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Halsell v. United States Equal Employment Opportunity Commission

United States District Court, W.D. Kentucky, Louisville Division

July 20, 2018

TRACY D. HALSELL a/k/a Terrell D. Jordan PLAINTIFF
v.
UNITED STATES EQUAL EMPLOYMENT OPPORTUNITY COMMISSION DEFENDANT

          MEMORANDUM OPINION AND ORDER

          Greg N. Stivers, Judge

         This matter is before the Court on Defendant's Motion to Dismiss (DN 5). The motion is ripe for adjudication. For the reasons outlined below, the motion is GRANTED.

         I. STATEMENT OF FACTS AND CLAIMS

         PLAINTIFF Tracy D. Halsell a/k/a Terrell D. Jordan (“Halsell”) filed this action in Jefferson Circuit Court against the U.S. Equal Employment Opportunity Commission (“EEOC”) relating to the EEOC's investigation of a charge Halsell asserted against a former employer. (Complaint 1-2, DN 1-1). The EEOC subsequently removed the action to this Court. (Notice Removal, DN 1).

         EEOC has moved to dismiss Halsell's claims pursuant to Fed.R.Civ.P. 12(b)(1) and 12(b)(6). (Def.'s Mem. Supp. Mot. Dismiss 3-4, DN 5-1). The EEOC contends that the Title VII claim is barred by sovereign immunity because Halsell seeks monetary damages, and that Halsell has no viable claim against the EEOC because it investigated his charge. (Def.'s Mem. Supp. Mot. Dismiss 5-12).

         II. STANDARD OF REVIEW

         Under Fed.R.Civ.P. 12(b)(1), a party may move for dismissal due to a lack of subject matter jurisdiction. Fed.R.Civ.P. 12(b)(1). “Subject matter jurisdiction is always a threshold determination” and “may be raised at any stage in the proceedings . . . .” Am. Telecom Co., L.L.C. v. Republic of Lebanon, 501 F.3d 534, 537 (6th Cir. 2007) (citation omitted); Schultz v. Gen. R.V. Ctr., 512 F.3d 754, 756 (6th Cir. 2008) (citation omitted). “A Rule 12(b)(1) motion can either attack the claim of jurisdiction on its face, in which case all allegations of the plaintiff must be considered as true, or it can attack the factual basis for jurisdiction, in which case the trial court must weigh the evidence and the plaintiff bears the burden of proving that jurisdiction exists.” DLX, Inc. v. Kentucky, 381 F.3d 511, 516 (6th Cir. 2004) (citations omitted). “A facial attack on the subject-matter jurisdiction alleged in the complaint questions merely the sufficiency of the pleading.” Gentek Bldg. Prods., Inc. v. Sherwin-Williams Co., 491 F.3d 320, 330 (6th Cir. 2007) (citation omitted). “If the court determines at any time that it lacks subject-matter jurisdiction, the court must dismiss the action.” Fed.R.Civ.P. 12(h)(3).

         Upon a motion to dismiss for failure to state a claim pursuant to Fed.R.Civ.P. 12(b)(6), a court “must construe the complaint in the light most favorable to plaintiff, accept all well-pled factual allegations as true” and determine whether the “complaint[] states a plausible claim for relief . . . .” League of United Latin Am. Citizens v. Bredesen, 500 F.3d 523, 527 (6th Cir. 2007) (citation omitted); Ashcroft v. Iqbal, 556 U.S. 662, 679 (2009). Under this standard, the plaintiff must provide the grounds for his or her entitlement to relief which “requires more than labels and conclusions, and a formulaic recitation of the elements of a cause of action . . . .” Bell Atl. Corp. v. Twombly, 550 U.S. 544, 555 (2007) (citation omitted). A plaintiff satisfies this standard only when he or she “pleads factual content that allows the court to draw the reasonable inference that the defendant is liable for the misconduct alleged.” Iqbal, 556 U.S. at 678. A complaint falls short if it pleads facts “merely consistent with a defendant's liability” or if the alleged facts do not “permit the court to infer more than the mere possibility of misconduct . . . .” Id. at 678, 679 (internal quotation marks omitted) (quoting Twombly, 550 U.S. at 557). Instead, the allegations must show “that the pleader is entitled to relief.'” Id. at 679 (internal quotation marks omitted) (quoting Fed.R.Civ.P. 8(a)(2)).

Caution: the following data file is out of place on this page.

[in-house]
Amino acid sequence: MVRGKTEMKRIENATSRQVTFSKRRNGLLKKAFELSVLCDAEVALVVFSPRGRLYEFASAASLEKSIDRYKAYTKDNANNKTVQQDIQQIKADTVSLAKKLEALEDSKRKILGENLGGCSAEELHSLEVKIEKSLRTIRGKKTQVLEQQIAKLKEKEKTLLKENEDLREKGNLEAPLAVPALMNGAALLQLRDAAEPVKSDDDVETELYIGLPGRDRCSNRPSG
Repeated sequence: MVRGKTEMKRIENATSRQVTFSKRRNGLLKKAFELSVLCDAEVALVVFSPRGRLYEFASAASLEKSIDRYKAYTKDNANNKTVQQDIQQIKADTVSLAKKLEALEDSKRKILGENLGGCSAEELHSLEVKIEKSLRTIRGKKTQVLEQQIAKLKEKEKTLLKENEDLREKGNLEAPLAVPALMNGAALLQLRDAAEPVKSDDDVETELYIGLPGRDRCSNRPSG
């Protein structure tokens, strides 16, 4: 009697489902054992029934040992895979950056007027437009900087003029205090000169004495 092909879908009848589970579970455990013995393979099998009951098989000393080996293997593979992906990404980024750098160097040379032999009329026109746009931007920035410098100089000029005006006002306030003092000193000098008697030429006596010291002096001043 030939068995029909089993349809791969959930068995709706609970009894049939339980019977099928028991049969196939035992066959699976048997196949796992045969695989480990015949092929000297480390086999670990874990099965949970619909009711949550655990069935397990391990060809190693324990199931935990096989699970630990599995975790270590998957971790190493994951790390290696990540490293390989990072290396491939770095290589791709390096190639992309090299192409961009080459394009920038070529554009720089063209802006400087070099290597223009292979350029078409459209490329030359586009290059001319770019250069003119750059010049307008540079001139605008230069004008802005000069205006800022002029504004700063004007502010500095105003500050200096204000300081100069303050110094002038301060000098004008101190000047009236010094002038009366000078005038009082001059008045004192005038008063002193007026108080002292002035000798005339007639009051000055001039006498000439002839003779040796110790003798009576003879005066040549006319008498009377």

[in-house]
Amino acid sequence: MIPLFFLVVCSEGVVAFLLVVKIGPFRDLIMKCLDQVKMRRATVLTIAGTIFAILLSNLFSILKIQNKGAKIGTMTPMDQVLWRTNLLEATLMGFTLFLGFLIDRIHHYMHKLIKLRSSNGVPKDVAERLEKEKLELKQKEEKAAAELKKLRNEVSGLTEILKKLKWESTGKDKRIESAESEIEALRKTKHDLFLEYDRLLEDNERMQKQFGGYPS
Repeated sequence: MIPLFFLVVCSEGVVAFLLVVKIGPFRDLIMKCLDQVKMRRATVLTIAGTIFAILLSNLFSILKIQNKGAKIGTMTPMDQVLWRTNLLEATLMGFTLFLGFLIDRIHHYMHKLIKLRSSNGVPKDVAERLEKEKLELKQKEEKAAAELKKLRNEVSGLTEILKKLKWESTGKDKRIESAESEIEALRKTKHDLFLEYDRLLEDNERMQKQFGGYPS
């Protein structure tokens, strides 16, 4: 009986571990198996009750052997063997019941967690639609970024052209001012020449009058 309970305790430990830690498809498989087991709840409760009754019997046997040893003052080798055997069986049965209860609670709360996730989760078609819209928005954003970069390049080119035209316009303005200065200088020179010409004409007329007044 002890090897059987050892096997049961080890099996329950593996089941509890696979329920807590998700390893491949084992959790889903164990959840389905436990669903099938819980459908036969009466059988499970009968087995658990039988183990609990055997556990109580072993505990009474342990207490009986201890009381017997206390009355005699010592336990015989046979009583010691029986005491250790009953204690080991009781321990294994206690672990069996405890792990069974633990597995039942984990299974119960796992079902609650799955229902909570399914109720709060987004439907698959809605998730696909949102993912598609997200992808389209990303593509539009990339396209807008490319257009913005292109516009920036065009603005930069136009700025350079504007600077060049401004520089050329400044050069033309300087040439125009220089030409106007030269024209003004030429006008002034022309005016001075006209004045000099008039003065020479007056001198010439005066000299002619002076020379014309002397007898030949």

III. DISCUSSION

         EEOC seeks dismissal of the Complaint on the basis, inter alia, that any claim asserted is barred by the doctrine of sovereign immunity. (Def.'s Mem. Supp. Mot. Dismiss 5-8). Under the doctrine of sovereign immunity, a federal court is precluded from exercising jurisdiction over a claim for money damages against the United States or its agencies absent an express waiver of that doctrine. See United States v. Mitchell, 445 U.S. 535, 538 (1980); United States v. Testan, 424 U.S. 392, 399 (1976).

         In this case, Halsell has sued the EEOC requesting $9 million in damages. Because the EEOC is a federal administrative agency and Title VII of the Civil Rights Act of 1964 (“Title VII”), 42 U.S.C. §§ 2000e to 2000e-17, does not contain an express waiver of sovereign immunity, Halsell's claim is barred by sovereign immunity.[1] See Gary v. Pa. Human Relations Comm 'n, 497 Fed.Appx. 223, 228 (3d Cir. 2012); see also Forbes v. Reno, 893 F.Supp. 476, 481 (W.D. Pa. 1995) (dismissing the plaintiffs Title VII claims against the EEOC due to sovereign immunity). Accordingly, the Court will dismiss this action due to lack of subject matter jurisdiction.[2]

         IV. CONCLUSION

         For the foregoing reasons, IT IS HEREBY ORDERED that Defendant's Motion to Dismiss (DN 5) is GRANTED, and ...


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